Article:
10 Courses to Help You Navigate a Heated Political Climate

The current state of American politics is not business as usual. No matter what side of the political aisle you’re on, now is the time to stay informed and engaged.

Important debates are occurring that could forever shift our view of presidential power, the electoral process, the media’s role in politics, foreign relations, and more. One of the most constructive ways to feel empowered and energized during these uncertain times is with education.

Below are 10 courses that will teach you the historical context of current events, the laws that govern us, and how to effect change locally, nationally, and globally.

US History and Politics

Image: Mount Rushmore

mount rushmore

American Government - A New Perspective

Learn about the roots of US government and how our systems have been shaped by modern politics and the permanent campaigns of elected officials. An ideal introductory course for those who want to learn the key ideas in political science.  

From Wounded Knee to Standing Rock: Indigenous Political Struggle Since 1890

Examine a broad range of issues affecting Native Americans in their struggle for power postcolonialism. Also explore why non-indigenous people are mobilized by issues like Standing Rock, while police brutality and murders affecting the Native population gain less attention.

Saving Schools: History, Politics, and Policy in US Education

Explore the past, present, and possible future of education in the United States, including the ideas and philosophies behind modern reform movements. A key question is addressed: What are the best ways of lifting the performance of American schools to a higher level?

Effecting Change and Creating a Dialogue

Creating a Dialogue

creating a dialogue

Bridges to JustPeace

Uncover and examine the sources of growing economic disparities and the extreme social fragmentation that occurred after the 2016 election. Learn to develop empathy for the perceived other and create strategies for building coalitions.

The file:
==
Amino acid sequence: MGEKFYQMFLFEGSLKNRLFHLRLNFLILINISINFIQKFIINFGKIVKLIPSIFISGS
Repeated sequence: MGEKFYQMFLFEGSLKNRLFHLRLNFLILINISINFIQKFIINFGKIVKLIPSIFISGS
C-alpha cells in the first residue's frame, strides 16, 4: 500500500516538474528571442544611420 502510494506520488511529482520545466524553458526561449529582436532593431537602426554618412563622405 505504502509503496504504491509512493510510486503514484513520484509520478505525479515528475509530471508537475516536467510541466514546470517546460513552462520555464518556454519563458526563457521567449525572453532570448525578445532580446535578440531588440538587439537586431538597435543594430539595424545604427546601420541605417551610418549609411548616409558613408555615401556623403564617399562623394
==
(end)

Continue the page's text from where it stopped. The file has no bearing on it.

Migration and Human Rights

Study the drivers behind distress migration in a global and historical context, as well as the ethical, legal, and philosophical aspects of seeking and providing refuge. Examine the risks facing migrants, and how to analyze those challenges in a legal sense.

The Climate-Energy Challenge

Examine the long history of climate change and study the strategies that could help mitigate its effects. Also, learn how to design a low-carbon energy system for transportation, industry, electricity, and residential or commercial buildings in the United States.

Investigative Reporting in the Digital Age

Immerse yourself in this active-learning weekend course that teaches the skills and techniques that are essential to journalists today. Learn about data and information gathering, your legal rights to public records, and how to overcome obstacles in your reporting journey.

International Relations and Policy

International Relations

international relations

History of Human Rights and US Foreign Policy  

Analyze US national security issues through the lens of human rights, and how current policies address—or fail to address—humanitarian interests. Though case studies, explore the intersection of human rights, economic aims, strategic concerns, and peace building.

American Foreign Policy

Study the history, traditions, and theories of US foreign policy. You’ll examine questions pertaining to national interest, presidential leadership and its effect on foreign relations, the role of public opinion, China’s effect on American power, and more.

Political Corruption

Learn about political corruption and how it differs between regions, and why poor countries experience it disproportionately. Explore the reasons why public officials abuse power, whether corruption affects economic development, the efficacy of anti-corruption strategies, and more.

Registration for fall courses is open now through September 3. Late registration (a $50 fee) is September 4 through 10. 

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